Perpetuities in an Unequal Age
49 Pages Posted: 14 Sep 2022 Last revised: 4 Nov 2022
Date Written: September 12, 2022
For centuries, the common law limited aristocratic wealth. In the last three decades, that has changed. One by one, state legislatures have eliminated the Rule against Perpetuities, and now dynasty trusts can make controlled payments to a settlor’s descendants for hundreds of years. This change occurred soon before a large and ongoing intergenerational wealth transfer in the United States. Trusts scholars have criticized the Rule’s removal, and some have described it as charting a path to a new Gilded Age.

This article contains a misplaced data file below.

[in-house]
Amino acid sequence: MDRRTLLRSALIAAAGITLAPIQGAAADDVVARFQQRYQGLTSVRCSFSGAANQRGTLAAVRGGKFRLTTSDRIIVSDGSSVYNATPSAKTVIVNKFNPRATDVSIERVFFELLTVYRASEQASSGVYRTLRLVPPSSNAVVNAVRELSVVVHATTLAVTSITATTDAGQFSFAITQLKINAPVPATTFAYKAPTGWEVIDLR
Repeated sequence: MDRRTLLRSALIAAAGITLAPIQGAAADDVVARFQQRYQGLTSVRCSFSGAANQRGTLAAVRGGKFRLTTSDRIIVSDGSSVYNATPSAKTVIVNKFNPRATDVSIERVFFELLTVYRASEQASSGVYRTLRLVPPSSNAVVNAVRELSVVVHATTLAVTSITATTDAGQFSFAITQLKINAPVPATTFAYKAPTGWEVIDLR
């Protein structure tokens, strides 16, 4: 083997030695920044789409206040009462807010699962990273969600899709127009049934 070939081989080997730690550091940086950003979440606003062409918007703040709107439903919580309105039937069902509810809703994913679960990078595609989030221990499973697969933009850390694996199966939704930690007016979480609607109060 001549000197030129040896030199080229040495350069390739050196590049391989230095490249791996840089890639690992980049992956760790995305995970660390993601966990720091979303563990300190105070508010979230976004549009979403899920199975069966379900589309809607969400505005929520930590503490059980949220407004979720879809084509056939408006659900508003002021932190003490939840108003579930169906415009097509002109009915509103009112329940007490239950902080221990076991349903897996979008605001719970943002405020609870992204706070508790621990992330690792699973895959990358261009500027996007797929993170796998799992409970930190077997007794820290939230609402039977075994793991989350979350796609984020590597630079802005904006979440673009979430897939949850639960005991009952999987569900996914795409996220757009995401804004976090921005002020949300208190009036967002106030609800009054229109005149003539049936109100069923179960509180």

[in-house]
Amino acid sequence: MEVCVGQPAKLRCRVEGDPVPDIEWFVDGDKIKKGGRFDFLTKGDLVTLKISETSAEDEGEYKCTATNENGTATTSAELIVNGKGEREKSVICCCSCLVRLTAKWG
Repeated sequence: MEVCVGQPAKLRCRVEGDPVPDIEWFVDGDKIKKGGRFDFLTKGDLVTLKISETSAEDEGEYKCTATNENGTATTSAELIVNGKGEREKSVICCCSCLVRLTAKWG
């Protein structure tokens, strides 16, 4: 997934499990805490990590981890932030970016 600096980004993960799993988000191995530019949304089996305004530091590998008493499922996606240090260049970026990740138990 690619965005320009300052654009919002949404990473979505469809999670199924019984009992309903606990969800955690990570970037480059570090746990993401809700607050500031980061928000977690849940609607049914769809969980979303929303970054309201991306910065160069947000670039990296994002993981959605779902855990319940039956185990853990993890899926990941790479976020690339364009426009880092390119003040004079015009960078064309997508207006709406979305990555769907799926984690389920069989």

This Article draws a theoretical lesson from the Rule’s demise. I argue that part of the reason for the Rule’s end was the complexity of its function, operation, and rationale. Thus, in spite of its value, the Rule found too few defenders when special-interest advocates from financial industries competing jurisdictionally for trust fees sought to remove it. Complexity in inheritance law has this specific and timely cost: it can enable mechanisms for aristocratic wealth defense, even when it is meant to do the opposite. This is because rule complexity causes asymmetric information among future players. This dynamic should figure into proposals for reform.
Keywords: trusts and estates, property
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